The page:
A single ant isn’t very brainy. But a group of ants can do remarkable things. Biological swarm behavior is one model for the next generation of tiny robots. Of course, biology can get hijacked: a fungus can seize control of an ant’s brain, for example. So will humans always remain the boss of super-smart, swarming machines?We discuss the biology of zombie ants and how to build robots that self-assemble and work together. Also, how to guarantee the moral behavior of future ‘bots. And, do you crave cupcakes? Research suggests that gut bacteria control what we eat and how…
  • What's the Difference?

    SETI Institute
    6 Oct 2014 | 12:00 am
    We make split second decisions about others – someone is male or female, black or white, us or them. But sometimes the degrees of separation are incredibly few. A mere handful of genes determine skin color, for example. Find out why race is almost non-existent from a biological perspective, and how the snippet of DNA that is the Y chromosome came to separate male from female. Plus, why we’re wired to categorize. And, a groundbreaking court case proposes to erase the dividing line between species: lawyers argue to grant personhood status to our chimpanzee cousins. Guests: David Page…
  • Land on the Run

    SETI Institute
    29 Sep 2014 | 12:00 am
    Hang on to your globe. One day it’ll be a collector’s item. The arrangement of continents you see today is not what it once was, nor what it will be tomorrow. Thank plate tectonics. Now evidence suggests that the crowding together of all major land masses into one supercontinent – Pangaea, as it’s called – is a phenomenon that’s happened over and over during Earth’s history. And it will happen again. Meet our future supercontinent home, Amasia, and learn what it will look like. Meanwhile, as California waits for the Big One, geologists discover that major earthquakes come in…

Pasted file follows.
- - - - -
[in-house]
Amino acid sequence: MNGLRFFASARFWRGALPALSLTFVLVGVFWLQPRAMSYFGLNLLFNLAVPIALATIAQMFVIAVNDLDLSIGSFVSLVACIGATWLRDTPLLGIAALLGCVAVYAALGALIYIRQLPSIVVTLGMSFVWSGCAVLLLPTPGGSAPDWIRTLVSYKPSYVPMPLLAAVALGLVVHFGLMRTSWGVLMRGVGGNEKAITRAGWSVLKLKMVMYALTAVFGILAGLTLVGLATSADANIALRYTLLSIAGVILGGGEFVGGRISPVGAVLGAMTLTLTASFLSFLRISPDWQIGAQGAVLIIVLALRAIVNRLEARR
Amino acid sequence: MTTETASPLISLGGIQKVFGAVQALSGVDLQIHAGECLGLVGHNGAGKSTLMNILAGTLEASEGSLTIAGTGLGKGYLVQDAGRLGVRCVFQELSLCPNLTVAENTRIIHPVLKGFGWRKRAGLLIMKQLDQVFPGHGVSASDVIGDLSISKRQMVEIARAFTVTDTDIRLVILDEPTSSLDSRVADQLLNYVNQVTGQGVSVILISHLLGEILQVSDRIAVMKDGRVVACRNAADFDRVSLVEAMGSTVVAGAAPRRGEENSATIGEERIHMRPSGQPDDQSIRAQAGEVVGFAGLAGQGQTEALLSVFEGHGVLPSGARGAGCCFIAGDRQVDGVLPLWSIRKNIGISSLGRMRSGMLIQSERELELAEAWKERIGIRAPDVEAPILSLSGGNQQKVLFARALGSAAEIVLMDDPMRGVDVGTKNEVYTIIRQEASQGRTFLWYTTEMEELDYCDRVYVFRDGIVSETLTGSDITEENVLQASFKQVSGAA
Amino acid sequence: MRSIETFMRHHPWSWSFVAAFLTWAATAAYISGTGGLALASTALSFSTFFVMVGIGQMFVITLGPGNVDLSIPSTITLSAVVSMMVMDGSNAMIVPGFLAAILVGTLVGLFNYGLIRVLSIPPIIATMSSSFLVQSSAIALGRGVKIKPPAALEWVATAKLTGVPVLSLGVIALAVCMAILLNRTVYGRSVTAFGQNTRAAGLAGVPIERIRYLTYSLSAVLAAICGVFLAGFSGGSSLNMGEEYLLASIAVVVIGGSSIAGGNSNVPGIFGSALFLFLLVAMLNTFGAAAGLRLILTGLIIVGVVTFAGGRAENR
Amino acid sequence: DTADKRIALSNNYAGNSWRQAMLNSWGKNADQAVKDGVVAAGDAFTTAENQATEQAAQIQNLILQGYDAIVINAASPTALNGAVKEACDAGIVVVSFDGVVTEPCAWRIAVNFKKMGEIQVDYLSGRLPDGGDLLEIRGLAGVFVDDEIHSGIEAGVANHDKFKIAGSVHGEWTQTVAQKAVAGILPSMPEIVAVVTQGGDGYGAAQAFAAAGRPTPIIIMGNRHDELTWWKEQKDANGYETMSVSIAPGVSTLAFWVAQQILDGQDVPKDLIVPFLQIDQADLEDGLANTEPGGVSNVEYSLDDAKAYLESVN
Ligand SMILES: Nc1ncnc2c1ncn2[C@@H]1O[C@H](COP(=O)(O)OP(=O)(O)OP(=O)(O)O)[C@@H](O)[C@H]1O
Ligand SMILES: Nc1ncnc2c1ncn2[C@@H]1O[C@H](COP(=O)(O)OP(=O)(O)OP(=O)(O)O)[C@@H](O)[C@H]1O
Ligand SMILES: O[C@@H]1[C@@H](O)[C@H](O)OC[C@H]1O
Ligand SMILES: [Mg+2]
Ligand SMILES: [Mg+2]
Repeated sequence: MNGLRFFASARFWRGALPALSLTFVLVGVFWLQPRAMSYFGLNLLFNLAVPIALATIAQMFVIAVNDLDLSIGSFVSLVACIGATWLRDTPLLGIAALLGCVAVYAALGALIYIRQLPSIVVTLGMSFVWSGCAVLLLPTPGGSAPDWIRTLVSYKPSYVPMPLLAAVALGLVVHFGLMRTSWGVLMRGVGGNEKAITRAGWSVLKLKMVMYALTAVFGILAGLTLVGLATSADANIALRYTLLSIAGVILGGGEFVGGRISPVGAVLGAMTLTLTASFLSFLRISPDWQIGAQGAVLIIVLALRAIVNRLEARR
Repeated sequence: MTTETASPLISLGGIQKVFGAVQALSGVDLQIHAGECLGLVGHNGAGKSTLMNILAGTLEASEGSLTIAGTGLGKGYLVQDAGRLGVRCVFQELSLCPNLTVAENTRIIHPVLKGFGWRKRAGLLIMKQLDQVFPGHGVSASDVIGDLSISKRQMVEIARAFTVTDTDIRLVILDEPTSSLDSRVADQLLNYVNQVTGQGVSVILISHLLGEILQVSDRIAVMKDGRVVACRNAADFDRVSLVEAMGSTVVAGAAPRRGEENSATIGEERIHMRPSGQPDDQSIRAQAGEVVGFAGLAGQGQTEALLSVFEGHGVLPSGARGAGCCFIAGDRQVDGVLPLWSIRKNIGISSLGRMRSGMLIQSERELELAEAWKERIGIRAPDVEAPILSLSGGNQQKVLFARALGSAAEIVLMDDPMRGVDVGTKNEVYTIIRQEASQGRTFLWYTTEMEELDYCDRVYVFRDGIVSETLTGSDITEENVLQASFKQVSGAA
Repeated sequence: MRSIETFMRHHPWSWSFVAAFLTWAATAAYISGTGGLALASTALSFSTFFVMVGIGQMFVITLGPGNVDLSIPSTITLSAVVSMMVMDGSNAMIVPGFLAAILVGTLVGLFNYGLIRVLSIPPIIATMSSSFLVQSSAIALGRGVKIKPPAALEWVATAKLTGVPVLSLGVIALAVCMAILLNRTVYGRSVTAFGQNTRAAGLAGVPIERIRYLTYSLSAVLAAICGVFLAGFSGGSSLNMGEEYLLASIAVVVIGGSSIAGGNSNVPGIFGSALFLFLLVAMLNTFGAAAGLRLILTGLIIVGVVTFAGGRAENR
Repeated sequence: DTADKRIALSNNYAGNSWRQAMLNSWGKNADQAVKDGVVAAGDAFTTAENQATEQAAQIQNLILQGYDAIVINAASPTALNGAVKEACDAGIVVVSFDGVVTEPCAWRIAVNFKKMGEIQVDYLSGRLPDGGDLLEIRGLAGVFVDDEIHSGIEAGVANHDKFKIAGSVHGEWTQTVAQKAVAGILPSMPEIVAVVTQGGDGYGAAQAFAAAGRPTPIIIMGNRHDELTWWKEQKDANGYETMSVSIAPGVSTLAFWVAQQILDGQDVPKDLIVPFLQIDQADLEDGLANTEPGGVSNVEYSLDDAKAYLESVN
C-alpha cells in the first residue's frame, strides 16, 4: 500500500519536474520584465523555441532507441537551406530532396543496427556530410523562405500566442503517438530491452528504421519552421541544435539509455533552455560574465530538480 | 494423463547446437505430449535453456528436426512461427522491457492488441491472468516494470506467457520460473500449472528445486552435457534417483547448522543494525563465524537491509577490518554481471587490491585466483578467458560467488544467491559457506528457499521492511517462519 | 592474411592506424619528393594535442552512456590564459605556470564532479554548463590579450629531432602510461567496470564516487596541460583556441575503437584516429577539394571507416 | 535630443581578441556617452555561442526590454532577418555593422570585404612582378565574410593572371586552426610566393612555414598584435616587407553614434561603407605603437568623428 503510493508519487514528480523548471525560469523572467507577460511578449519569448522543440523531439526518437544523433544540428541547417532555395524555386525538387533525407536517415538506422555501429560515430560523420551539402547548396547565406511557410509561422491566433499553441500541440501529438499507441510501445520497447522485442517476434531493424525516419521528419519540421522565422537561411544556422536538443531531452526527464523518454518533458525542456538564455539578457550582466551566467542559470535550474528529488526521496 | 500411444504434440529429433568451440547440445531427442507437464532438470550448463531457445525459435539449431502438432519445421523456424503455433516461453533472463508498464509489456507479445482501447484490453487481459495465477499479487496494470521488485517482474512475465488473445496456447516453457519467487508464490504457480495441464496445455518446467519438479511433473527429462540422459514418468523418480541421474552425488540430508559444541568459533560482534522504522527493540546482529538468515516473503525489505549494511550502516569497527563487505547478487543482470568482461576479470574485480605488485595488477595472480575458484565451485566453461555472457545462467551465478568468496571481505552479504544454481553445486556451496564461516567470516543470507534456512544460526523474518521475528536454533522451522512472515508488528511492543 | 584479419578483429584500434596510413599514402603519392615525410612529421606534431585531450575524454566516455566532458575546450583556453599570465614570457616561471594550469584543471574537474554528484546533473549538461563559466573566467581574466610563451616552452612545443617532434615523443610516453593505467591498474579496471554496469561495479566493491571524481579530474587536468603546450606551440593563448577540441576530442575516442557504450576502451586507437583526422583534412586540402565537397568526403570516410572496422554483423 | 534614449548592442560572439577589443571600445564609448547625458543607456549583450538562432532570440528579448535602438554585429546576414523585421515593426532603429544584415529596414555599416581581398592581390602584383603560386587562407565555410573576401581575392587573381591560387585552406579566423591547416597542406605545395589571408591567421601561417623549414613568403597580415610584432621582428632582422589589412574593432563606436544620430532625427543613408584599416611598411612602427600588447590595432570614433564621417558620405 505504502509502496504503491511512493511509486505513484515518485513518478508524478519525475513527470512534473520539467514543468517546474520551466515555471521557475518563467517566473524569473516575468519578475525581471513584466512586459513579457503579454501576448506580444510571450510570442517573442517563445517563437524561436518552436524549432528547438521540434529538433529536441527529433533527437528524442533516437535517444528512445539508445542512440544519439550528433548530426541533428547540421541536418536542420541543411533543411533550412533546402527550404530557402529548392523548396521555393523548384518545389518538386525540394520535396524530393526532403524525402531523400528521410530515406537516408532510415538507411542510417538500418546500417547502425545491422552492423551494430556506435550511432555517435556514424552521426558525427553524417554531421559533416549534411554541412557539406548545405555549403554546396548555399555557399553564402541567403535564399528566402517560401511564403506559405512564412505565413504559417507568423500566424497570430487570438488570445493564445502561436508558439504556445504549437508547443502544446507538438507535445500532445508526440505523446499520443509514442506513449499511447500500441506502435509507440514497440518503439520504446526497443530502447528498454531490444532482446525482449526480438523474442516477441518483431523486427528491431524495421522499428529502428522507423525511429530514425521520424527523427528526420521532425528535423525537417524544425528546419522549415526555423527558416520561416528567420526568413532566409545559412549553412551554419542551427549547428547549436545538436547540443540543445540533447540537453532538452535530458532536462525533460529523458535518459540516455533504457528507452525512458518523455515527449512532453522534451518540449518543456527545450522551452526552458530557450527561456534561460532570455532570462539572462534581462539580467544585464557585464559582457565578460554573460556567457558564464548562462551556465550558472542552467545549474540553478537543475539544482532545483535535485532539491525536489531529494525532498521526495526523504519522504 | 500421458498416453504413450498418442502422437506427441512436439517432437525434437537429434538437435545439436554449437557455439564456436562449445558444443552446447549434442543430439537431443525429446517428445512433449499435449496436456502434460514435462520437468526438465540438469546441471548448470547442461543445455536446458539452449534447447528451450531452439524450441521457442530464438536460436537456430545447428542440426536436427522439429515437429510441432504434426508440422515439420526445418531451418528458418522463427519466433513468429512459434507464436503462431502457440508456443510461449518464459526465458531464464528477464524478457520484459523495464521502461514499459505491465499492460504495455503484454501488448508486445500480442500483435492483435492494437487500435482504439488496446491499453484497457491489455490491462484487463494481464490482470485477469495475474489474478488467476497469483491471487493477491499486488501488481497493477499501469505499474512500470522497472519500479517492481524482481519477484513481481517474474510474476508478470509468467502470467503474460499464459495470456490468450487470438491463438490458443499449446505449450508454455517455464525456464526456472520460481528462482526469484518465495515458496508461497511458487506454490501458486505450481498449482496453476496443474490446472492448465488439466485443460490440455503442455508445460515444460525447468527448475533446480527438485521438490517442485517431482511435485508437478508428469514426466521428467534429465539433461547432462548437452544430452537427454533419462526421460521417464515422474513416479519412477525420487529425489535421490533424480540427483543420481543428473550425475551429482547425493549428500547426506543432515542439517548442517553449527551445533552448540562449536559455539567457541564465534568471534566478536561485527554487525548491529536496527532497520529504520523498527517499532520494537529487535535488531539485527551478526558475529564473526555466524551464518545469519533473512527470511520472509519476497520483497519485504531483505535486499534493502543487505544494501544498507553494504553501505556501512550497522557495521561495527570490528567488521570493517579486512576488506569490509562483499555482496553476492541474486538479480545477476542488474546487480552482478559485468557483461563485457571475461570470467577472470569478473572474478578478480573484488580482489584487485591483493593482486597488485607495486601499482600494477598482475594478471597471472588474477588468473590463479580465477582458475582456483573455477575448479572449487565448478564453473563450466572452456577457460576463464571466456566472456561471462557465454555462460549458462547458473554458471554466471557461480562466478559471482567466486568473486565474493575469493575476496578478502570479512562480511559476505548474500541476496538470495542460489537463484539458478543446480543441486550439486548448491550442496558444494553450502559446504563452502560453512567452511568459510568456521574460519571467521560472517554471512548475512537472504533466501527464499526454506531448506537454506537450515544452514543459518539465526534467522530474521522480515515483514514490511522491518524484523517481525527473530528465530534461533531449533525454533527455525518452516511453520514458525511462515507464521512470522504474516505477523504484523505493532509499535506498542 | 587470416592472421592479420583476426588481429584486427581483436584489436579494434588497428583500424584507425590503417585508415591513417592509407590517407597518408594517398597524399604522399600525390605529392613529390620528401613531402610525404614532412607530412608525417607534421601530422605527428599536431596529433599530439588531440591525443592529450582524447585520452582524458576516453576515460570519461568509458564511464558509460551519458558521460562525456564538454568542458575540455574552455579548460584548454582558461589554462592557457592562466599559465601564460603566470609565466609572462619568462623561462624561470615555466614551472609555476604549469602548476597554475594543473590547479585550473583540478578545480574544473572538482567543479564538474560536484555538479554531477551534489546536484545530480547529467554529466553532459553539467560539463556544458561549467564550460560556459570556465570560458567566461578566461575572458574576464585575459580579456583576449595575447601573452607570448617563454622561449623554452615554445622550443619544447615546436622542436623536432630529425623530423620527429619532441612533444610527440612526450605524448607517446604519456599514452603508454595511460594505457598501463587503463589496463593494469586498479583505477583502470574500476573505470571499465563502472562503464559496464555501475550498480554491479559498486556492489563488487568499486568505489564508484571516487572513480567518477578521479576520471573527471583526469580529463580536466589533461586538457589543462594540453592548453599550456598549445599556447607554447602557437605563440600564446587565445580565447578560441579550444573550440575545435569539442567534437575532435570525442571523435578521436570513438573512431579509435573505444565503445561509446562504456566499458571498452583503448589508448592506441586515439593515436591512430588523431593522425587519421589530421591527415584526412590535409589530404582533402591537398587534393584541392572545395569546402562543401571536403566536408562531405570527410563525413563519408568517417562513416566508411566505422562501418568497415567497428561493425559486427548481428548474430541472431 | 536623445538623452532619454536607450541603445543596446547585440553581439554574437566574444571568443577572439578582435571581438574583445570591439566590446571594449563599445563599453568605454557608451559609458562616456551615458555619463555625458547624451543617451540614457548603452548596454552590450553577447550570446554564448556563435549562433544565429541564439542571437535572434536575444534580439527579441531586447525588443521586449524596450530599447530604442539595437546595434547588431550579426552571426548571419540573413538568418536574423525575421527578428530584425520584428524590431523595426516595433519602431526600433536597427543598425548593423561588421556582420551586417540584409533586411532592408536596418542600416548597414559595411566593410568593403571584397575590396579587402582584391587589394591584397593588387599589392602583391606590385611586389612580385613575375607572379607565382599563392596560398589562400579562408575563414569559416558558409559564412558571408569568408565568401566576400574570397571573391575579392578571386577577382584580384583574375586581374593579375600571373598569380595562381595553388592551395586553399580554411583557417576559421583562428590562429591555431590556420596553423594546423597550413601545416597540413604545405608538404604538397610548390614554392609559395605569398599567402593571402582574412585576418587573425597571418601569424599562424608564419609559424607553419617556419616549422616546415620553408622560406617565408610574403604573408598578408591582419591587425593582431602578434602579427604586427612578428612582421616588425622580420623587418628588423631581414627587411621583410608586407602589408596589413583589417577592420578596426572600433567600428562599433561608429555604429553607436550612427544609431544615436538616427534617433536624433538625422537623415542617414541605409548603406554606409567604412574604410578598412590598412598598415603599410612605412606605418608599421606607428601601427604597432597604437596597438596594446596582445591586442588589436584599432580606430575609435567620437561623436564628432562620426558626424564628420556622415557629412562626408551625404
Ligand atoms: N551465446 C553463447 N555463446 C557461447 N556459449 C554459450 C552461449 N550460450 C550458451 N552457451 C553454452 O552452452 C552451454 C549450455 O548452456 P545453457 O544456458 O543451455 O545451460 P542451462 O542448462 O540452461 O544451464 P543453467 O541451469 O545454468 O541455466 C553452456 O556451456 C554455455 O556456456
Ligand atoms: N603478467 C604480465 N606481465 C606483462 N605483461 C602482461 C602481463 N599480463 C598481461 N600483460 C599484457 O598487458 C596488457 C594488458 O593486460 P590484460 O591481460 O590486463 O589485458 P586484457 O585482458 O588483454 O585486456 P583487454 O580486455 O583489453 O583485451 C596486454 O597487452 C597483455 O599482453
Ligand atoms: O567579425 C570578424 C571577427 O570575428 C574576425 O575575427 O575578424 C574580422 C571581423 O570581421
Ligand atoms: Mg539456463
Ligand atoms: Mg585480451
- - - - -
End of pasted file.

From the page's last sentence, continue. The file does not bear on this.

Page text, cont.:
• As You Were

    SETI Institute
    22 Sep 2014 | 12:00 am
    ENCORE We all want to turn back time. But until we build a time machine, we’ll have to rely on a few creative approaches to capturing things as they were – and preserving them for posterity. One is upping memory storage capacity itself. Discover just how much of the past we can cram into our future archives, and whether going digital has made it all vulnerable to erasure. Plus – scratch it and tear it – then watch this eerily-smart material revert to its undamaged self. And, what was life like pre-digital technology? We can’t remember, but one writer knows; he’s living life circa…
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    StarDate Online

  • More Polaris

    damonddb
    23 Oct 2014 | 10:00 pm
    A half-century ago, the North Star had a little hiccup. Today, astronomers are still trying to understand what happened. Polaris is a stellar supergiant that’s nearing the end of its life. The nuclear “engine” in its core is changing the way it produces energy. And that’s made the star unstable. Its outer layers pulse in and out like a beating heart, with each “beat” taking about four days. Until 1963, Polaris’s brightness varied by about 10 percent with each beat. And the pulses were getting longer — by about four seconds per year. From 1963 to ’66, though, things changed.
  • Polaris

    damonddb
    22 Oct 2014 | 10:00 pm